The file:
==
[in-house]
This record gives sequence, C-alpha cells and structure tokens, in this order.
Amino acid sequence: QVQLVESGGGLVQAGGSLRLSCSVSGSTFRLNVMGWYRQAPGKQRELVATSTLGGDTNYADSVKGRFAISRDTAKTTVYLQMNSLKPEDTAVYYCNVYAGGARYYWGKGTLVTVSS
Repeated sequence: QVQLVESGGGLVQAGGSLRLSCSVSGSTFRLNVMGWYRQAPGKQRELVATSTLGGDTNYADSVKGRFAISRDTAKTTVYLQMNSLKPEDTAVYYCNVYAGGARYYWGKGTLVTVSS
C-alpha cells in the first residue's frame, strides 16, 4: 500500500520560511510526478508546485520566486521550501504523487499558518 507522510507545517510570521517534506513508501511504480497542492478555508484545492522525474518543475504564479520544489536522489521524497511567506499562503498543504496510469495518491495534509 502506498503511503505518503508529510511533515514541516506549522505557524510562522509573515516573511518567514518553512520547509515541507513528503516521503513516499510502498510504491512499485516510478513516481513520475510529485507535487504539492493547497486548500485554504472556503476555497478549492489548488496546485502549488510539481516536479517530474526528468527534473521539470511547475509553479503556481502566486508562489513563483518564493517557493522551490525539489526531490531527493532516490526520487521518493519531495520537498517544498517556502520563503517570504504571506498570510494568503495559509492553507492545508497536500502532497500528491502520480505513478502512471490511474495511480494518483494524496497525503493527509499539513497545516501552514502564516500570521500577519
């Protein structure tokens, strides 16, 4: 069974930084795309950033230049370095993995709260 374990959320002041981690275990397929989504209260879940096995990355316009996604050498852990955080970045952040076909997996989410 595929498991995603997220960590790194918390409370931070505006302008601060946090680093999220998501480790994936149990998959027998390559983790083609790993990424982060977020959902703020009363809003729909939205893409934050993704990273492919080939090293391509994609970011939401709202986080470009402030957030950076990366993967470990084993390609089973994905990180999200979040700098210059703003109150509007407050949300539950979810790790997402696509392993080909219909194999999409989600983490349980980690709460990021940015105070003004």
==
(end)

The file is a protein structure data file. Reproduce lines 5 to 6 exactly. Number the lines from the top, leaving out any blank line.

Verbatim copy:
C-alpha cells in the first residue's frame, strides 16, 4: 500500500520560511510526478508546485520566486521550501504523487499558518 507522510507545517510570521517534506513508501511504480497542492478555508484545492522525474518543475504564479520544489536522489521524497511567506499562503498543504496510469495518491495534509 502506498503511503505518503508529510511533515514541516506549522505557524510562522509573515516573511518567514518553512520547509515541507513528503516521503513516499510502498510504491512499485516510478513516481513520475510529485507535487504539492493547497486548500485554504472556503476555497478549492489548488496546485502549488510539481516536479517530474526528468527534473521539470511547475509553479503556481502566486508562489513563483518564493517557493522551490525539489526531490531527493532516490526520487521518493519531495520537498517544498517556502520563503517570504504571506498570510494568503495559509492553507492545508497536500502532497500528491502520480505513478502512471490511474495511480494518483494524496497525503493527509499539513497545516501552514502564516500570521500577519
């Protein structure tokens, strides 16, 4: 069974930084795309950033230049370095993995709260 374990959320002041981690275990397929989504209260879940096995990355316009996604050498852990955080970045952040076909997996989410 595929498991995603997220960590790194918390409370931070505006302008601060946090680093999220998501480790994936149990998959027998390559983790083609790993990424982060977020959902703020009363809003729909939205893409934050993704990273492919080939090293391509994609970011939401709202986080470009402030957030950076990366993967470990084993390609089973994905990180999200979040700098210059703003109150509007407050949300539950979810790790997402696509392993080909219909194999999409989600983490349980980690709460990021940015105070003004």